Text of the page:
October 18, 2017: Invitation to evaluate collected data & presentation of results
We are pleased to release our ‘checker’ that will allow for organisations to explore the information we have collected about them throughout this project. We invite organisations to discover if they have been included in the research and check and feedback on the data we hold by using the database available from this link.
We are also pleased to announce we will be presenting our research at a discussion on the 13th November 2017 at the University of Sheffield.
Public Attitudes to International Development in the UK and Funding for UK-based Development NGOs: Trends, Patterns and New Data
The attitude of different elements of the UK public to the work of development NGOs, and support for international development itself, is a continual source of fascination for all working in the sector. And with good reason – without the right political support or funding it becomes difficult to fight for the juster world for which the sector strives. The general impressions are that while political support for international development remains high across party lines, this is likely to be the view of a political elite. Attitudes among the general UK public to development causes seem to suggest declining support.
It is, however, difficult to get anything other than anecdotal evidence for this view. Indeed it is hard to get robust evidence at all as to what people ‘really’ think, and how those thoughts shape their actions. It is methodologically hard to do. This is an issue which requires triangulation of different sources.
On November 13th we will bring together three unique and novel pieces of research that explore this problem from three different angles, as well as an excellent audience to interrogate the findings.
The research projects are:
1. The Gates Aid Attitudes Tracker which explores changes in attitudes to development aid and behaviours by tracking a nationally representative sample of 8000 respondents by surveying them every six months since 2013.
2. The findings of a 3 year study that provides the first evidence-based psychosocial account of how and why people respond or not to messages about distant suffering.
3. Our own project- research into the changing income and expenditure patterns of a panel of 900 development organisations since 2004, with a detailed breakdown of the changing sources of income from 2009-2015.
We are excited about this prospect. The projects presented here are individually fascinating. But taken collectively, they have the potential substantially to improve our understanding of the issue, raising a host of insights, questions and further issues.
But be warned! The results of these studies are not all concordant. Part of the purpose of this seminar is to work out why. Our hope is that by bringing together an audience of academic researchers and NGO colleagues, and by highlighting the findings which excite, alarm and puzzle us, we will stimulate feedback that will shape the next stages of our work and produce useful outcomes for the sector as a whole.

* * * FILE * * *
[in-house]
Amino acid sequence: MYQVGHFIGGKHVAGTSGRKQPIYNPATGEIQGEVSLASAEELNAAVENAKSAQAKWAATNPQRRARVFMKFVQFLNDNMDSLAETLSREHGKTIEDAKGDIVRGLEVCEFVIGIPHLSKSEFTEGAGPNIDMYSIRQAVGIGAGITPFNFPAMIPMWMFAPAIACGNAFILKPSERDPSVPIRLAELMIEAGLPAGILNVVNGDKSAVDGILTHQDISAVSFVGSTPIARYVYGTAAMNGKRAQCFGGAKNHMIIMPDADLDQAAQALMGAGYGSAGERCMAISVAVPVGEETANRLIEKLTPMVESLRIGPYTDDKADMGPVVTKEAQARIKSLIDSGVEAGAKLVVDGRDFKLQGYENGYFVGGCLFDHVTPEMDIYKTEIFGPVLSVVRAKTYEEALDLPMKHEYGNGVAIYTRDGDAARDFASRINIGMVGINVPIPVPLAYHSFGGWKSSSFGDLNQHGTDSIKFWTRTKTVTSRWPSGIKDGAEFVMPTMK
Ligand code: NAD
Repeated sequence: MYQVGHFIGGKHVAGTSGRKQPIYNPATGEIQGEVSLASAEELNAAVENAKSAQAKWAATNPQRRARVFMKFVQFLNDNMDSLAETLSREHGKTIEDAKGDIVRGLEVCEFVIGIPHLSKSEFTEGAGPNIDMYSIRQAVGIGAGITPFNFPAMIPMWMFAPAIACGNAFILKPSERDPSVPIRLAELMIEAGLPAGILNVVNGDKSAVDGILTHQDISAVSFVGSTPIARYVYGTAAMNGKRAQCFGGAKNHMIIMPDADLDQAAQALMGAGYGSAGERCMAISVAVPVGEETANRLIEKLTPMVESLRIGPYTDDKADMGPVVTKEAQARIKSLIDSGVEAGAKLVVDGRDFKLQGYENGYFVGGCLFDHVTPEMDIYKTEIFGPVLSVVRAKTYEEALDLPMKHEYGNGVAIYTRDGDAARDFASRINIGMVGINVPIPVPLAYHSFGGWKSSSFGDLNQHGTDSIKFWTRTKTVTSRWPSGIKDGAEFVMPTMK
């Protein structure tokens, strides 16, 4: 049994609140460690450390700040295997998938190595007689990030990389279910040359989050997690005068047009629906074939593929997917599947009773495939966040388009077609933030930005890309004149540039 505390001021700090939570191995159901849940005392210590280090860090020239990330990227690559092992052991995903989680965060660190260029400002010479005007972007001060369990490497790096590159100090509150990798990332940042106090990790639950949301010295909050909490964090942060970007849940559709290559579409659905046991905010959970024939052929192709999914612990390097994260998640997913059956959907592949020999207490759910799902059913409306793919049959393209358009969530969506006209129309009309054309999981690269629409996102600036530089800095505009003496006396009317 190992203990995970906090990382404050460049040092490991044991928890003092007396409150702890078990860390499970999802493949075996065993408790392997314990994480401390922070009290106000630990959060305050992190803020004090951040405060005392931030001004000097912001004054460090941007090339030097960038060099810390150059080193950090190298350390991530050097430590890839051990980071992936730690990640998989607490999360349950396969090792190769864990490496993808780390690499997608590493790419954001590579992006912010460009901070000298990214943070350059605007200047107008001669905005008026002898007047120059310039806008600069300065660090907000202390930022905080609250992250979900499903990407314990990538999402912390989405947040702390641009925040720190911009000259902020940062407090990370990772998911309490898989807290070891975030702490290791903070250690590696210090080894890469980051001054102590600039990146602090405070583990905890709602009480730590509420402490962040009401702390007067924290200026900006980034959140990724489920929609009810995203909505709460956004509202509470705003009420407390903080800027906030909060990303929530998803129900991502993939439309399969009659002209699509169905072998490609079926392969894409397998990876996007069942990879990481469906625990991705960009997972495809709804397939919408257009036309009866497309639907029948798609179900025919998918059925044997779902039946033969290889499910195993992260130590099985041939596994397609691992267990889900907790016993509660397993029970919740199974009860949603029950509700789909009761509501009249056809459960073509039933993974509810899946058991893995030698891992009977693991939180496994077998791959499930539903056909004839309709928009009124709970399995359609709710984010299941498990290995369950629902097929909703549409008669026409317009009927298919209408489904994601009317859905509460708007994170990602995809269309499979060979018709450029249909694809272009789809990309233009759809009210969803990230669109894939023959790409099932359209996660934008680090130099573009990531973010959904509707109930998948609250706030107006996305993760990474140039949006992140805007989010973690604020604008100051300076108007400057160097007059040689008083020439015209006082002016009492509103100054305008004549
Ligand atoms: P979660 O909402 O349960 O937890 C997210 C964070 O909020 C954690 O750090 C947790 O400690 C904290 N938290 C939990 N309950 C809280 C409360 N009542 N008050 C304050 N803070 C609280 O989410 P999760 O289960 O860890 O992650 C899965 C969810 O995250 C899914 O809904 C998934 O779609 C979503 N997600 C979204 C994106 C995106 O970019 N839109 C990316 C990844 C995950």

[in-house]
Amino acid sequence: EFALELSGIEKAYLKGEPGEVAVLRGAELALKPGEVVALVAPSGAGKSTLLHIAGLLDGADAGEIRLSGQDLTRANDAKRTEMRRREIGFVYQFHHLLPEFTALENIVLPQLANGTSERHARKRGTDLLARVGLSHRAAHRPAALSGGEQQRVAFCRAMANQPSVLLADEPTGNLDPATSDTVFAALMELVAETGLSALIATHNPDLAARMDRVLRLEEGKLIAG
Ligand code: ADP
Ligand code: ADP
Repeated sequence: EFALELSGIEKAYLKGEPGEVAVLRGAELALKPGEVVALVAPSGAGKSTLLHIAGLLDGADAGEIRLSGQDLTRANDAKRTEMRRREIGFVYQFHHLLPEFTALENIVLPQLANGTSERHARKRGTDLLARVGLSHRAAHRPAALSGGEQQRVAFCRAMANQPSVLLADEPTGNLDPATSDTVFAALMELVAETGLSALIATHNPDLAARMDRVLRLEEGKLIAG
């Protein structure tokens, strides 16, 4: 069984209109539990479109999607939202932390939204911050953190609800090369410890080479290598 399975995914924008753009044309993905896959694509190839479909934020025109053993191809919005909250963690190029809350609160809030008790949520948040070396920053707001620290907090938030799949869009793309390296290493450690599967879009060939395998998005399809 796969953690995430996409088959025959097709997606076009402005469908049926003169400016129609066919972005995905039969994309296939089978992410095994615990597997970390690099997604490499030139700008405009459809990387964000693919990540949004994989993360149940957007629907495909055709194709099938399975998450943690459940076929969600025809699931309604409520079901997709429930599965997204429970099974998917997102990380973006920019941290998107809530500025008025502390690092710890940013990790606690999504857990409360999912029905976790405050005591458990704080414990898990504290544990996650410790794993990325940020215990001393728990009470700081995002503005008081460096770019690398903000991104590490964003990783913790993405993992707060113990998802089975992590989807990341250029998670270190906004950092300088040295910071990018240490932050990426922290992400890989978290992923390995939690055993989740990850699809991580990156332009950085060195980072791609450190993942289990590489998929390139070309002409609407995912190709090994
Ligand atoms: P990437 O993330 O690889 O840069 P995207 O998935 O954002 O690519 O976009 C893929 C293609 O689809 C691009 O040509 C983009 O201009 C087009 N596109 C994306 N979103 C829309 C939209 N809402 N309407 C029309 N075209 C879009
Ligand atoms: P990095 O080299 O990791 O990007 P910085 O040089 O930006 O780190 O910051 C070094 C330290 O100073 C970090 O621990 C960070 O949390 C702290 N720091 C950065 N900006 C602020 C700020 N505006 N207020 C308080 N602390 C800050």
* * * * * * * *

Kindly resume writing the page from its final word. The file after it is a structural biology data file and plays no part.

Each team will speak for 20 minutes (short summaries can be found here and more details will be released nearer the time). There will then be at least an hour for questions.
The event will be held in Conference Room, ICOSS Building, Sheffield, November 13th 2017, 3pm- 5pm.
You can participate in person (the event will be held in Sheffield) by registering via eventbrite here (or cut and paste https://siid_13th_nov.eventbrite.co.uk into your browser) or to receive further information about the live stream please complete the form here. If you have any queries or want to know more please contact Dan Brockington at firstname.lastname@example.org, Nicola Banks at email@example.com or the Faculty of Social Sciences Events Team at firstname.lastname@example.org. You can follow the event on #att2dev
September 30, 2016: Invitation to evaluate collected data
For the past nine months our team have been creating a database that holds information on close to 1000 UK-based development NGOs. These data have been taken from publicly available sources, and encompass the financial output of the NGOs, the activities they undertake, and the partners with whom they work.
This database has thus far enabled us to identify key financial trends within the development NGO sector over the last five years, and emphasised the tendency of NGOs to favour headquarters in the South of England. Further detail as to the first stage of the research project can be found here, taken from this draft report produced for the FSI Small Charities Debate back in June.
As we move into the second stage of the project we will be inviting organisations to comment and/or amend the information we have collected about them. We are aware our inputs may be at times messy or deficient, and we encourage NGOs to feedback and engage with the research. We hope this process will enable a detailed map of the development NGO sector in the UK to be produced, the first of its kind in attempting to understand the operations of the organisations as a whole, alongside the networks within the sector.
We will open the database up to all NGOs involved in the study, and encourage interaction with the data, later this month. In the meantime, we invite organisations to discover if they have been included in the research. An explanation of why some general categories of NGOs have been excluded is here.
We are excited to engage with the sector and hope our findings can help to build a more effective and connected network of development NGOs.
June 15, 2016: FSI Small Charities International Development Debate
Represented by Prof. David Hulme (GDI, Manchester), we participated in the FSI’s Small Charities International Development Debate at the House of Lords in London on June 15, 2016, as part of Small Charity Week. Research Associate Sarah Illingworth wrote this recap of the day.